That would be a separate act/order that would need to be pursued for the efficient transfer of IRA accounts.
Again, do not skip this step!
The final comment on QDROs is to ensure they are signed and finalized at the exact same time as the divorce proceeding.
If one of the parties were to die or become incapacitated after the divorce but prior to the QDRO the funds would revert back to the standard withdraw process.
Pension Calculator in Divorce
Dividing pensions at time of divorce comes with plenty of emotions.
Often the person who has a pension has suffered through a long, dangerous career (fire-fighter, police, teacher) and feels entitled to the benefit.
However, that is a windfall the supporting spouse also feels they are owed.
Two of the most common formulas used to divide this income stream (divorce pension payout) is the Majauskas Formula or Coverture Fraction/Formula and both have these base components:
- Y = Years of pension service during the Marriage.
- T = Total Years of Credit at time of retirement.
- Y/T = % of credit earned while married
With this as the baseline the couple will negotiate how to divide ‘credit earned during marriage’ portion.
For example, let’s say the working period was 40 years, and the couple was married for 20 of those 40 years.
The marital portion would be established at 50%. If the Pensioner was receiving $48,000 per year, than the marital portion would be $24,000.
That $24k would be subject to negotiation, and often we see that being split 50/50.
How to Keep Your Pension in a Divorce
The best way to keep your pension in a divorce is to be ready to negotiate generously with the other marital assets.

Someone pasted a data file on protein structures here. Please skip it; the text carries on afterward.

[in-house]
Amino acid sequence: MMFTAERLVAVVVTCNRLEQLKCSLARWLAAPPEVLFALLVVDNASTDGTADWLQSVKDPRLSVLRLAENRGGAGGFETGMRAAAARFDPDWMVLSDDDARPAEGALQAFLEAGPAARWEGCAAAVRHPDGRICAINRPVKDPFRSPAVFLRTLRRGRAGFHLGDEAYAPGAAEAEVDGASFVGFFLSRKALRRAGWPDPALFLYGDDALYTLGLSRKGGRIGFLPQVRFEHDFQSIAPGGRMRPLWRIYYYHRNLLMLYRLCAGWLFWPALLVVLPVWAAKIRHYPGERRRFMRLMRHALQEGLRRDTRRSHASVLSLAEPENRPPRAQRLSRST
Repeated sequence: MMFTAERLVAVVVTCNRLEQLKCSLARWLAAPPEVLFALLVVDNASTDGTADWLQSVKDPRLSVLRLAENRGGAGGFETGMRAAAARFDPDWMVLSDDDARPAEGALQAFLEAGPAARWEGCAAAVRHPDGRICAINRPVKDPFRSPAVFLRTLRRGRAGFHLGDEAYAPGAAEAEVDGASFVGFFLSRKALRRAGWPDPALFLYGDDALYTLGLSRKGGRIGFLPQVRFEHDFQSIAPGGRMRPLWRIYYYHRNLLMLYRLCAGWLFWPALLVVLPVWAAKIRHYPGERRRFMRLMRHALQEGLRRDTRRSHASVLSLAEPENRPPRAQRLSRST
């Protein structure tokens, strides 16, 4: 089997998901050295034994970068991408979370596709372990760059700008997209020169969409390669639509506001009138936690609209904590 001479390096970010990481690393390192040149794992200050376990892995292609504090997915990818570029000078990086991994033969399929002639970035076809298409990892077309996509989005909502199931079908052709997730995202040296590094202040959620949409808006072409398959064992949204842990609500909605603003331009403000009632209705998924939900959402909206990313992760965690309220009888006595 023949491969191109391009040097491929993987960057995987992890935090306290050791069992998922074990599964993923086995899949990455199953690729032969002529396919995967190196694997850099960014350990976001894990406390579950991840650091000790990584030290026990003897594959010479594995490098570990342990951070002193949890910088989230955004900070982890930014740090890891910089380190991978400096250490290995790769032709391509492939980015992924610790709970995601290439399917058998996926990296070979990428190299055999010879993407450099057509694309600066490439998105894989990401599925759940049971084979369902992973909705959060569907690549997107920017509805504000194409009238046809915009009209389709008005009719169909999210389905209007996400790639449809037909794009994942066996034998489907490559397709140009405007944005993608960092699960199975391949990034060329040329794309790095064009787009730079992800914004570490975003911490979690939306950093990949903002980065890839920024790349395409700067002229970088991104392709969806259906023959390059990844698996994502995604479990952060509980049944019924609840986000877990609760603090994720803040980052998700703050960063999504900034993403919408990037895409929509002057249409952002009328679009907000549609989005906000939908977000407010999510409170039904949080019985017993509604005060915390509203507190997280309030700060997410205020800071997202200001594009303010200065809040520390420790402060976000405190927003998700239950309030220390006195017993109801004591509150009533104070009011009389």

Every attorney, worth their fee, understands the value of a pension’s steady income stream, and there is plenty of precedence in spouses making (and getting) claims to those funds.
What has been successful is to liquidate some of the higher value assets and disproportionately share the windfall.
For example, sell the house and net $300k, instead of splitting 50/50, allow the spouse to have the portion that is equivalent to 50% of the marital value of the pension.
Another approach is to do something similar with your more liquid assets. Instead of splitting the taxable investment account evenly, give more generously.
You can take this approach on the various marital assets until the receiving party is comfortable they are receiving their fair share.
Another idea is to purchase a life insurance plan that has an equivalent value to the defined-benefit of ex-spouse’s share of the pension.
They would need to be named as the sole beneficiary. Also, look at the terms of your specific pension plan.
If the plan has a joint-life payout (continues to pay beneficiary after wage earner dies) and the ex-spouse were to remain the beneficiary that would have a lifetime value that should impact negotiations.
Based on life expectancy if receiving spouse is expected to live 10-15 years longer and continue to receive a distribution those dollars ought to be brought back to the negotiation table before settling on any split.
Social Security and Divorce
The best source for the rules on Social Security and Divorce benefit eligibility is the SSA directly.
The linked resource page is dedicated to the topic and has an easy to read list of criteria.
In short, you will be eligible at the time of divorce with social security benefits if you were married for 10 years, are not remarried, you are older than 62, and benefit you would receive based on your work history is less than an eligible portion of ex-spouse’s benefit.